In 2016, registrations of electric cars hit a new record in 2016, with over 750 thousand sales worldwide. Until 2015, the US accounted for the largest portion of the global electric car stock, however, in 2016, China took the lead, accounting for circa one-third of the global total.
With numerous global political and economic efforts pushing for sustainability, there is a good chance that we will see the US, China and Europe tussle for first, second and third place over the coming two decades.
Which region takes the top spot, however, is relatively insignificant in terms of global demand.
The chart below illustrates global deployment scenarios for the stock of electric cars to 2030.
As illustrated, global stock is expected to increase by close to 10,000% between 2017 and 2030.
Of course, a number of companies are positioned to take advantage of this growth, each of which offers an investor the opportunity to piggyback industry expansion as the electric vehicle revolution takes hold.
Many of these are obvious plays – Tesla Inc (NASDAQ:TSLA), General Motors Company (NYSE:GM), etc.
There remains a number of under the radar companies in the space, however, that very few people are looking at right now but that have the same if not more potential for growth as those mentioned above as we move along the curve illustrated in the chart above.
Here is a look at two of these under the radar plays.
First up, Blink.
As the electric vehicle industry expands, drivers are going to need places to charge their vehicles. With its network of superchargers Tesla provides what is essentially coast-to-coast charging access to Tesla drivers but, as things stand, drivers of other electric vehicles are relatively limited in terms of charging locations across the US.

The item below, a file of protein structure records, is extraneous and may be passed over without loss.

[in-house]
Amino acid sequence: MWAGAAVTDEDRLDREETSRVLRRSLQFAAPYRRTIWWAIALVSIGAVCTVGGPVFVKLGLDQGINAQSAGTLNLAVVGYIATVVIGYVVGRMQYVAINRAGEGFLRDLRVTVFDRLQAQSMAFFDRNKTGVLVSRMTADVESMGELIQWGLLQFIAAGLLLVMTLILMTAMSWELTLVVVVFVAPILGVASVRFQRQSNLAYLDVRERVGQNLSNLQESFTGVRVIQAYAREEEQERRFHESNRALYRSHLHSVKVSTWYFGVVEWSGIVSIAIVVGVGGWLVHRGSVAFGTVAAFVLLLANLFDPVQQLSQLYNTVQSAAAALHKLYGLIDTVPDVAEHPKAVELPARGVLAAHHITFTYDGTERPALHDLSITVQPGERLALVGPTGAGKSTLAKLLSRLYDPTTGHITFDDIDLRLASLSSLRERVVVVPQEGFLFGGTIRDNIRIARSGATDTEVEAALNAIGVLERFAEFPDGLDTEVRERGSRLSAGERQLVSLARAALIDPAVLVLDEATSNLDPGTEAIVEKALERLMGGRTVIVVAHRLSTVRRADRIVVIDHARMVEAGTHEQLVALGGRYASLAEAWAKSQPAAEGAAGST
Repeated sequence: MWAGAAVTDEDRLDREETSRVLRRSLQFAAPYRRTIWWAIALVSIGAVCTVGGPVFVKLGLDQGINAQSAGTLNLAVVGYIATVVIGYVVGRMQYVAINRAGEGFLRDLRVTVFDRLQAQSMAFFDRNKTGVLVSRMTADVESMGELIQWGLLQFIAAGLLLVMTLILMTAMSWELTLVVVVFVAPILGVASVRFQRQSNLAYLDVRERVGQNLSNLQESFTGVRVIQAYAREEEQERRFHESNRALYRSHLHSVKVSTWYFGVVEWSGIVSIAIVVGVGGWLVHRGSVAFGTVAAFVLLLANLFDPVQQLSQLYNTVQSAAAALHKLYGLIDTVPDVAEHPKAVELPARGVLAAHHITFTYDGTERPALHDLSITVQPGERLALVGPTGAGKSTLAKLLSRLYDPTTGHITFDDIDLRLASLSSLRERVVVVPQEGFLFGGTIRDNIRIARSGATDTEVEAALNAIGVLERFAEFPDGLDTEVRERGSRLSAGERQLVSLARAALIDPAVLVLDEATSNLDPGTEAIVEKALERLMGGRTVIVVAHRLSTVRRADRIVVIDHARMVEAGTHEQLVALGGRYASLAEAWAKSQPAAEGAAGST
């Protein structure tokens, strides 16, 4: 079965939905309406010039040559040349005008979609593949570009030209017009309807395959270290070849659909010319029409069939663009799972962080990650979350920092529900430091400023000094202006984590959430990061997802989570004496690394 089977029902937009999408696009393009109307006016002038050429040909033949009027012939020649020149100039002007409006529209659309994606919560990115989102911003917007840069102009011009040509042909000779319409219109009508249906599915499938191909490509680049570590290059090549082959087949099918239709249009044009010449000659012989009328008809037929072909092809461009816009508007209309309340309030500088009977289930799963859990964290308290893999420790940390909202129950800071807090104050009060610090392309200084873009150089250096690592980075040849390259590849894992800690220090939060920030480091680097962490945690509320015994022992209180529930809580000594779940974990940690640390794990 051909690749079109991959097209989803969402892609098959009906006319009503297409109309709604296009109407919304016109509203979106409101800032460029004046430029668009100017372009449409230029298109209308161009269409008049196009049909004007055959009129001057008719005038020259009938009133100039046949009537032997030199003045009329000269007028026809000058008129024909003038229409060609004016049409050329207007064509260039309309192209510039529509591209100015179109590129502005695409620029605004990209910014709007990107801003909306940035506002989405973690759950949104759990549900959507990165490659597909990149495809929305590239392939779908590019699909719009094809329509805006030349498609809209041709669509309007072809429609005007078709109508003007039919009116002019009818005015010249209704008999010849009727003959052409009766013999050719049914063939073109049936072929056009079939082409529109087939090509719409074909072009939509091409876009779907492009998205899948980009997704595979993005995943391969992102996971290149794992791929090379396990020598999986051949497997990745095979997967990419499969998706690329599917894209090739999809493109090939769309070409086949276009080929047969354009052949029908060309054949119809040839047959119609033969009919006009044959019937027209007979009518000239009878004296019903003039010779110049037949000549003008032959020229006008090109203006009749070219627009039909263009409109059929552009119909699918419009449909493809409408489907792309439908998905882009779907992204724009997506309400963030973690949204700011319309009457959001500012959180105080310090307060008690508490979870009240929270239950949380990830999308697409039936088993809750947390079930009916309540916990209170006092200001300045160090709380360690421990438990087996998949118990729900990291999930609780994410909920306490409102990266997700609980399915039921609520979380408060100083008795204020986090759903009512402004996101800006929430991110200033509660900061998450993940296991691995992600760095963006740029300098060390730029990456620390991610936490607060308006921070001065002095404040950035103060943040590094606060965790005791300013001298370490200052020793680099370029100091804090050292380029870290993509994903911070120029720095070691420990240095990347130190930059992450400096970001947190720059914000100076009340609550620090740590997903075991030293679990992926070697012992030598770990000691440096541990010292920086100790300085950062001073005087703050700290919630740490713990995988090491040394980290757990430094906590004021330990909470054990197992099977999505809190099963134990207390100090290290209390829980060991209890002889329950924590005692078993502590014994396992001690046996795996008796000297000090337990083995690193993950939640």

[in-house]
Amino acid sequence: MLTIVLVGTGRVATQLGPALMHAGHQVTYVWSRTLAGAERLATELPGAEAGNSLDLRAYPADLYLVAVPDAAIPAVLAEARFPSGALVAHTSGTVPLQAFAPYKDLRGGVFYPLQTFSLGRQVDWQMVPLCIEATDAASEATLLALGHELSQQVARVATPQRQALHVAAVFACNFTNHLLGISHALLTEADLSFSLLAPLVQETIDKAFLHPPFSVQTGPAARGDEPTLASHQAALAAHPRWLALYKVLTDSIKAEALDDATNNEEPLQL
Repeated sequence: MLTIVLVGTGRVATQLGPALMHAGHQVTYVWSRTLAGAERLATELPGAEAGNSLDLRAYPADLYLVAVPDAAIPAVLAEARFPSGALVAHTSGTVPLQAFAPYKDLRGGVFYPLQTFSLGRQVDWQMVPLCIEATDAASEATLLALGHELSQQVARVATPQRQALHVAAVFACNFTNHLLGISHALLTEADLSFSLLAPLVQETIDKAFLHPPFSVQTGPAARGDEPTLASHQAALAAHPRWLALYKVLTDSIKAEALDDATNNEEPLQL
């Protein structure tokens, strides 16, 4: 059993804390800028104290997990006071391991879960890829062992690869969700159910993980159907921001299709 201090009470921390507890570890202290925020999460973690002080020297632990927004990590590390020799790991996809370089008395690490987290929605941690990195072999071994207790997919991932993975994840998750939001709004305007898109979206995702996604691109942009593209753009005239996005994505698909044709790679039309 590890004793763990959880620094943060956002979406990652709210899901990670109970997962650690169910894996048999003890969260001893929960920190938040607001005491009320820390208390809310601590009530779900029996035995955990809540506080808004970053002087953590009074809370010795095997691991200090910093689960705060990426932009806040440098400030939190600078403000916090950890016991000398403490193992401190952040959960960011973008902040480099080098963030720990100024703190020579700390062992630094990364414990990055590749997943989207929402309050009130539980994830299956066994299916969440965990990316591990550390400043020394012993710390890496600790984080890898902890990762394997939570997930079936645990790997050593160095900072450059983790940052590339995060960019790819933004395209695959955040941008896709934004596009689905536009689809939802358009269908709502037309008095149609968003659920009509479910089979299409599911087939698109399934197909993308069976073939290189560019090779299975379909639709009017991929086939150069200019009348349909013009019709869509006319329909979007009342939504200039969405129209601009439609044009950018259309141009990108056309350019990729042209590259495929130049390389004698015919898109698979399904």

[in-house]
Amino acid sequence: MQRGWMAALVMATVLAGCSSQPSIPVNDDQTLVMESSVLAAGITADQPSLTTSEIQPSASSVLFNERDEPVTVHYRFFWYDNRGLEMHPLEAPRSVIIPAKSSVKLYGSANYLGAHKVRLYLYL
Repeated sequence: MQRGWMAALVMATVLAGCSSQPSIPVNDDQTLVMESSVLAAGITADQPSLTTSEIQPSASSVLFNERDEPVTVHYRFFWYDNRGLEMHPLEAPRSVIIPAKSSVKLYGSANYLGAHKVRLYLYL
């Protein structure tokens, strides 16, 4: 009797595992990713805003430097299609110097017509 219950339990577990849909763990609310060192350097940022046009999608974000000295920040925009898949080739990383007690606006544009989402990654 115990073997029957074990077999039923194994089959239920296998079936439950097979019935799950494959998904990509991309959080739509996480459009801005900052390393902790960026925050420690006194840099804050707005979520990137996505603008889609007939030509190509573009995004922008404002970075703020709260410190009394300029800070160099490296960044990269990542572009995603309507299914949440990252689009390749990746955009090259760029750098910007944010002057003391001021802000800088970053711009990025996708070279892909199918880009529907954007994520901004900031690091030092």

Blink has recognized this opportunity and is working to fill this gap in the market.
The company offers residential and commercial EV charging equipment that enable EV drivers to recharge at various location types. It has strategic partnerships across a wide range of locations, including everything from municipal locations, healthcare/medical facilities, universities, stadiums, supermarkets and more.
At the end of 2016, Blink reported that it had just shy of 14,000 charging stations spread across the US, of which around 5,500 are Level 2 public charging units and 2,377 residential charging units. The majority of the remainder comprises a little over 5,000 non-networked, residential Blink EV charging stations, which are all partner owned.
When you consider that there only exist 16,500 charging stations in the US right now and a little over 45,000 charting outputs, it’s clear that Blink controls a substantial portion of the space and is going to play a key role in providing the network infrastructure required to support this industry as it continues to take off going forward.
One of Blink’s major competitive advantages is its early mover benefit. Some reading might already be familiar with the company and those that are might know it as Car Charging Group, which was the company’s name prior to a rebranding that took place in August 2017. The company has been around for the better part of a decade and has spent this time building out its network in anticipation of the industry taking hold and expanding. Many argued across this period that the company was jumping the gun but, as current levels of industry growth demonstrate, getting in ahead of all of its competitors has put Blink in a position of first mover strength.
The company is also positioned to take advantage of numerous US government schemes, including the release up to $4.5 billion in loan guarantees and the government’s invitation for applications to support the deployment of commercial EV charging facilities (from July 2016) and the launch the Fixing America’s Surface Transportation (FAST) Act (an Obama-era policy), which was put in place to identify and develop corridors for zero emission and alternative fuel vehicles, which will include a network of EV fast-charging stations.
From a fundamental perspective, the company’s latest numbers derive from the third quarter of 2017.